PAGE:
Rule 516. Two several readings. A bill may not pass to be engrossed until the bill has had 2 several readings; the House shall assign the time for the second reading. Every resolve that requires the approval of the Governor must have 2 several readings.
Rule 517. Engrossed bills. All engrossed bills and resolves must be committed to the standing Committee on Engrossed Bills to be strictly examined; if found by the committee to be truly and strictly engrossed, the committee shall so report to the House, and the question must be taken without any further reading. The Speaker of the House may order any bill or resolve to be engrossed upon its introduction to the House.
Rule 518. Report by committee. A bill or resolve must be reported by a committee.
Rule 519. Special consent calendar. A bill or resolve that bears a unanimous Ought to Pass or Ought to Pass as Amended report by the committee to which it has been referred, upon notification to the House, must, without further action, be placed by the Clerk upon the special consent calendar and remain there for 2 legislative days; the bill or resolve, at the termination of these 2 days, is considered as passed to be engrossed. Upon objection of any member to the placement or retention of any bill or resolve on the consent calendar, that bill or resolve ceases to be a consent calendar bill. If a bill or resolve is taken from the special consent calendar, the first order of business with respect to the bill or resolve must be whether to accept the committee report.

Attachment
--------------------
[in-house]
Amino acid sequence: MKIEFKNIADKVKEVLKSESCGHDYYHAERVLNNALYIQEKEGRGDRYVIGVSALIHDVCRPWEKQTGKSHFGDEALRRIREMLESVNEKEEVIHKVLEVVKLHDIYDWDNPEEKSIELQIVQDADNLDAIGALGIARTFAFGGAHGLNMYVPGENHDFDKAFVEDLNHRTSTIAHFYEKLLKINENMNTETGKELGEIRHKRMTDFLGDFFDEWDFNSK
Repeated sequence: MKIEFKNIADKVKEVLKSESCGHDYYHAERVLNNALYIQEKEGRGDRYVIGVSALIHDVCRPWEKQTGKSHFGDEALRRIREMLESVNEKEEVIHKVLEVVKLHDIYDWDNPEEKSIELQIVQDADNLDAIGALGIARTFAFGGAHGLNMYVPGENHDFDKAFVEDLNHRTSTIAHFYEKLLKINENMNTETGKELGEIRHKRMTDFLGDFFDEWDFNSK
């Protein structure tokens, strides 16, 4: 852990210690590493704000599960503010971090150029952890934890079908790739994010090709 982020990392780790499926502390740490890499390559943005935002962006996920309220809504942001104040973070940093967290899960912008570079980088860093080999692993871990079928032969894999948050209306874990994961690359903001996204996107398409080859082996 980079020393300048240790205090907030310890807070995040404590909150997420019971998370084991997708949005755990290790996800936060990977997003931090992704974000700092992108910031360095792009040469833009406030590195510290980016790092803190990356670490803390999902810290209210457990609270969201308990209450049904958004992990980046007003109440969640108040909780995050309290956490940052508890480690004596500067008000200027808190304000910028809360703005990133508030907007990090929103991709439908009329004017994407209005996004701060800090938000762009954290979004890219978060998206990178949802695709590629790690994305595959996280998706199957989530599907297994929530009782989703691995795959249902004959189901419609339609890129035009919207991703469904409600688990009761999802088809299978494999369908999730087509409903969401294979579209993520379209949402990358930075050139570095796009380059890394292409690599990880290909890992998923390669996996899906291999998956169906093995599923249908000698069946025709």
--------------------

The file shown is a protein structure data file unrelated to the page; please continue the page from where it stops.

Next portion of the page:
Any expression of legislative sentiment must be placed by the Clerk upon a special consent calendar and remain there for one legislative day. At the end of the legislative day the legislative sentiment is considered passed or adopted. Upon objection of any member to the placement or retention of such an expression on the consent calendar, the legislative sentiment must be removed and the question before the House is passage or adoption.
Rule 520. Notice to House. The Speaker shall give the House notice before an engrossed bill or resolve may be sent to the Senate.
Rule 521. Veto. When a bill or resolve is returned by the Governor with objections, the question must be stated by the Chair: Shall this bill become a law notwithstanding the objections of the Governor? and the same in substance in the case of a resolve. The question may be postponed to a day within the session, not exceeding one week. No other question may apply to bills and resolves originating in either branch.
When a bill or resolve is returned by the Governor with any dollar amount disapproved pursuant to the Governor's line-item veto power, the House shall act upon the disapproved item or items within 5 days of receiving the bill or resolve from the Governor.